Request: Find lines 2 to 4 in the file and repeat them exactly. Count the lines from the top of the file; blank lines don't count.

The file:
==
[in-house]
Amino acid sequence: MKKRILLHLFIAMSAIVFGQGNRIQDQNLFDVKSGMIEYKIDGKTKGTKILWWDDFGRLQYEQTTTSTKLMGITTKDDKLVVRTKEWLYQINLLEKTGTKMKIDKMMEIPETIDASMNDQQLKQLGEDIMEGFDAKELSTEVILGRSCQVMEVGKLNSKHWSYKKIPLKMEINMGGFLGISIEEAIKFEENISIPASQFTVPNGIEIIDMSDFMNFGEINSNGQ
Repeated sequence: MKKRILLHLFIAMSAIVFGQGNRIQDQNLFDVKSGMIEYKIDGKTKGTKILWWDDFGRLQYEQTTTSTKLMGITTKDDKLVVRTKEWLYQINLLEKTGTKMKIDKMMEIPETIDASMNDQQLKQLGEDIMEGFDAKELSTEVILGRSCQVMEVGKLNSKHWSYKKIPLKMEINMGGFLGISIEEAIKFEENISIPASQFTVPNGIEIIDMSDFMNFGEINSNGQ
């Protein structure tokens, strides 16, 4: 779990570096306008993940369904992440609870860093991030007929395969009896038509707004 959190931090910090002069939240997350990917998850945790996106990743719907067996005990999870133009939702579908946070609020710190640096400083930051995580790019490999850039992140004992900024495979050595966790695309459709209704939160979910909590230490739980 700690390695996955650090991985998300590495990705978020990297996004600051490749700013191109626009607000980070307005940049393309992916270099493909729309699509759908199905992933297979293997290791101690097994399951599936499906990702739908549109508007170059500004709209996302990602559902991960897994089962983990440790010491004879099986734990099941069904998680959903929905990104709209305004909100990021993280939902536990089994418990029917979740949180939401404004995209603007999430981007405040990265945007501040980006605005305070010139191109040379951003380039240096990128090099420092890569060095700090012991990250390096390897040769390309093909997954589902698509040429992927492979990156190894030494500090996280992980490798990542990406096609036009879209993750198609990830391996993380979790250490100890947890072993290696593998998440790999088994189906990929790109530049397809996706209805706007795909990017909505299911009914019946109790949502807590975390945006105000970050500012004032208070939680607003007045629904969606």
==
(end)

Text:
Amino acid sequence: MKKRILLHLFIAMSAIVFGQGNRIQDQNLFDVKSGMIEYKIDGKTKGTKILWWDDFGRLQYEQTTTSTKLMGITTKDDKLVVRTKEWLYQINLLEKTGTKMKIDKMMEIPETIDASMNDQQLKQLGEDIMEGFDAKELSTEVILGRSCQVMEVGKLNSKHWSYKKIPLKMEINMGGFLGISIEEAIKFEENISIPASQFTVPNGIEIIDMSDFMNFGEINSNGQ
Repeated sequence: MKKRILLHLFIAMSAIVFGQGNRIQDQNLFDVKSGMIEYKIDGKTKGTKILWWDDFGRLQYEQTTTSTKLMGITTKDDKLVVRTKEWLYQINLLEKTGTKMKIDKMMEIPETIDASMNDQQLKQLGEDIMEGFDAKELSTEVILGRSCQVMEVGKLNSKHWSYKKIPLKMEINMGGFLGISIEEAIKFEENISIPASQFTVPNGIEIIDMSDFMNFGEINSNGQ
């Protein structure tokens, strides 16, 4: 779990570096306008993940369904992440609870860093991030007929395969009896038509707004 959190931090910090002069939240997350990917998850945790996106990743719907067996005990999870133009939702579908946070609020710190640096400083930051995580790019490999850039992140004992900024495979050595966790695309459709209704939160979910909590230490739980 700690390695996955650090991985998300590495990705978020990297996004600051490749700013191109626009607000980070307005940049393309992916270099493909729309699509759908199905992933297979293997290791101690097994399951599936499906990702739908549109508007170059500004709209996302990602559902991960897994089962983990440790010491004879099986734990099941069904998680959903929905990104709209305004909100990021993280939902536990089994418990029917979740949180939401404004995209603007999430981007405040990265945007501040980006605005305070010139191109040379951003380039240096990128090099420092890569060095700090012991990250390096390897040769390309093909997954589902698509040429992927492979990156190894030494500090996280992980490798990542990406096609036009879209993750198609990830391996993380979790250490100890947890072993290696593998998440790999088994189906990929790109530049397809996706209805706007795909990017909505299911009914019946109790949502807590975390945006105000970050500012004032208070939680607003007045629904969606």